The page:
-    // do something with config
+    XMLConfiguration config = builder.getConfiguration();
+    ...
 }
 catch(ConfigurationException cex)
 {
-    // something went wrong, e.g. the file was not found
+    // loading of the configuration file failed
 }
 ]]></source>
-			<p>
-				If no exception was thrown, the properties defined in the
-                XML document are now available in the configuration object.
-                Other hierarchical configuration classes that operate on files
-                have corresponding constructors and methods for loading their data.
-                The following fragment shows how the properties can be accessed:
-			</p>
-   			<source><![CDATA[
+    <p>
+      If no exception was thrown, the properties defined in the
+      XML document are now available in the configuration object.
+      Other hierarchical configuration classes that operate on files can be
+      loaded in an analogous way. The following fragment shows how the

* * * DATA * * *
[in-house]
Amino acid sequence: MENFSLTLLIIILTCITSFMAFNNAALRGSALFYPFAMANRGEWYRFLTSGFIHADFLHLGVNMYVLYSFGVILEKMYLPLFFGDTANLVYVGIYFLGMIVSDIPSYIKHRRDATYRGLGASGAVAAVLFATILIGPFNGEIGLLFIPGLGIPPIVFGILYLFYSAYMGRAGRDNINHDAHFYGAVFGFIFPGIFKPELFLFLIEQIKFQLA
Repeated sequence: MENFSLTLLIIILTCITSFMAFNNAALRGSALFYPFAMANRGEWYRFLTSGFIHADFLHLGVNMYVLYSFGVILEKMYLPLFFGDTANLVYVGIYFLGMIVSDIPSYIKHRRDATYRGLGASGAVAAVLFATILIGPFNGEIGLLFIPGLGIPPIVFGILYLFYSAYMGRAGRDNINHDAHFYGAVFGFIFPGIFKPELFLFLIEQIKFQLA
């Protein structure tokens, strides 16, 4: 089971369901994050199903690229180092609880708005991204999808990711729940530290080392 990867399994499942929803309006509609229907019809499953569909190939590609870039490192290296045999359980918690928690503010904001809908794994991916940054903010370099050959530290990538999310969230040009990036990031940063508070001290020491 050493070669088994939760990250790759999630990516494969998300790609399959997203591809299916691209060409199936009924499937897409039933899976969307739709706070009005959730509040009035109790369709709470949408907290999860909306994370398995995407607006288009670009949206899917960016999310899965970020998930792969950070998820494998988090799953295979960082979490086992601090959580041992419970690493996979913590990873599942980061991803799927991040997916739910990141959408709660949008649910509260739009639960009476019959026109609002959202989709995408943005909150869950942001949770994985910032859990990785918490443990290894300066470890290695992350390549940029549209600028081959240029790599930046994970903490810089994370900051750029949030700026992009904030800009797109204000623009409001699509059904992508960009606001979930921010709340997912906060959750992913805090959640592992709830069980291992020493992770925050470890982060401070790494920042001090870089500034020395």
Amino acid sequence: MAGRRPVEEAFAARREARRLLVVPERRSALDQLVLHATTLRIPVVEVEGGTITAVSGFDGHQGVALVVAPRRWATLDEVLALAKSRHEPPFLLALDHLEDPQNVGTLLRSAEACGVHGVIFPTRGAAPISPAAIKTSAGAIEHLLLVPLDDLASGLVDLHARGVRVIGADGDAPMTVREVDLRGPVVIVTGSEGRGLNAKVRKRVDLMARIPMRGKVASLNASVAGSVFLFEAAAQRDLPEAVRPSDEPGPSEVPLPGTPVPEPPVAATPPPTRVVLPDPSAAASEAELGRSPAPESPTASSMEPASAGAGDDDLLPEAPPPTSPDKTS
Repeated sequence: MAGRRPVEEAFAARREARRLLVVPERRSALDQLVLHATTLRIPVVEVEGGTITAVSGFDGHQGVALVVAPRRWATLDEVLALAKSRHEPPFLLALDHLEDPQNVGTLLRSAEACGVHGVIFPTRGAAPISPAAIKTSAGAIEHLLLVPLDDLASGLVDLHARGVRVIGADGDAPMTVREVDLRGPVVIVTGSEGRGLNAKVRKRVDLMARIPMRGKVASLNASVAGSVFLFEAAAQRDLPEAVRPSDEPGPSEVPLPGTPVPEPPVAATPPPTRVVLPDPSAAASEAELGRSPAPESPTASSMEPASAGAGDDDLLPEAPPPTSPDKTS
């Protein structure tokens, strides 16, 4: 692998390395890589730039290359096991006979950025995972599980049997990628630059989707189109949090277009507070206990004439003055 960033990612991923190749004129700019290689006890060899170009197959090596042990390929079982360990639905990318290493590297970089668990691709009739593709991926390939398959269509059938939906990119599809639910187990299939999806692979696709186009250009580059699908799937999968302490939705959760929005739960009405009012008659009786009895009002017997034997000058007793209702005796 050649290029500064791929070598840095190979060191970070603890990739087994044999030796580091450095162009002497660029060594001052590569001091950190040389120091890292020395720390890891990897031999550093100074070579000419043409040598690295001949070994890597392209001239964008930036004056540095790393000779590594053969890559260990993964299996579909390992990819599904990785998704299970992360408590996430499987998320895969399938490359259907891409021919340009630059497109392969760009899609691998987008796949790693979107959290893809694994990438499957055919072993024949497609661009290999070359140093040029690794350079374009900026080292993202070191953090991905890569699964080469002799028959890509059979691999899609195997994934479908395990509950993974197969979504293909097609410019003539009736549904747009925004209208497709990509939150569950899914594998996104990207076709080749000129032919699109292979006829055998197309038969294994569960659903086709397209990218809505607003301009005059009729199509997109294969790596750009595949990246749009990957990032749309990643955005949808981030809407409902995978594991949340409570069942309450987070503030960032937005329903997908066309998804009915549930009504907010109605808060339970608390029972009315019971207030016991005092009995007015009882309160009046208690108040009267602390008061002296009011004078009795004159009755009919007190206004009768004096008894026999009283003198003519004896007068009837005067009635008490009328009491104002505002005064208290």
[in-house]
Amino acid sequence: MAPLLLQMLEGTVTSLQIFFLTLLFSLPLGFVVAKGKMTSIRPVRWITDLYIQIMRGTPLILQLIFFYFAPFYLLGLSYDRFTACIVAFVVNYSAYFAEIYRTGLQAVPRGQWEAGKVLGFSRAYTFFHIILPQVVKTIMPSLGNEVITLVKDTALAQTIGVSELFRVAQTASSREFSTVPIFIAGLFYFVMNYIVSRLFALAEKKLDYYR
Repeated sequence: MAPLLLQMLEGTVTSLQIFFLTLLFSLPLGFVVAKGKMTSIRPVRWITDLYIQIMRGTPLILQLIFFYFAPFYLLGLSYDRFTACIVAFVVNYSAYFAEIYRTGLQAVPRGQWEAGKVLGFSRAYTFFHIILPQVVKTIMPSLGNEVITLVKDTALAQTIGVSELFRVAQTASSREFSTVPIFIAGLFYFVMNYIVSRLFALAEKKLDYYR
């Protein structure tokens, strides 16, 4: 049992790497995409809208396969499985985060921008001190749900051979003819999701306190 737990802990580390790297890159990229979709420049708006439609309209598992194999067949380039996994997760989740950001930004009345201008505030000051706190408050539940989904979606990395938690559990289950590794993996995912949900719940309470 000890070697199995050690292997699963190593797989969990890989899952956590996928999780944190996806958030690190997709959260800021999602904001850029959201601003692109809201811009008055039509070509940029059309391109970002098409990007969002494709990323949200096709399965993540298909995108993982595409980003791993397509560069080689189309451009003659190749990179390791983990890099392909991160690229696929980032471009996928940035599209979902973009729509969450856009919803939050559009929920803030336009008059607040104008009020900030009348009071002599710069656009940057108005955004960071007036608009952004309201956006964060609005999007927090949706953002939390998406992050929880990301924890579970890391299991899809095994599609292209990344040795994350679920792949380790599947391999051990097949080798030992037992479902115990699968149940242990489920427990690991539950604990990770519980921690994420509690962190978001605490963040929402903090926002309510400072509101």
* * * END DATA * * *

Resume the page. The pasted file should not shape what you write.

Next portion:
+      properties in the configuration object can be accessed:
+    </p>
+<source><![CDATA[
 String backColor = config.getString("colors.background");
 String textColor = config.getString("colors.text");
 String linkNormal = config.getString("colors.link[@normal]");
@@ -120,56 +126,65 @@ String defColor = config.getString("colo
 int rowsPerPage = config.getInt("rowsPerPage");
 List<Object> buttons = config.getList("buttons.name");
 ]]></source>
-			<p>
-				This listing demonstrates some important points about constructing
-				keys for accessing properties in hierarchical configuration sources and about
-                features of <code>HierarchicalConfiguration</code> in general:
-				<ul>
-					<li>
-						Nested elements are accessed using a dot notation. In
-						the example document there is an element
-						<code>&lt;text&gt;</code> in the body of the
-						<code>&lt;color&gt;</code> element. The corresponding
-						key is <code>color.text</code>.
-					</li>
-					<li>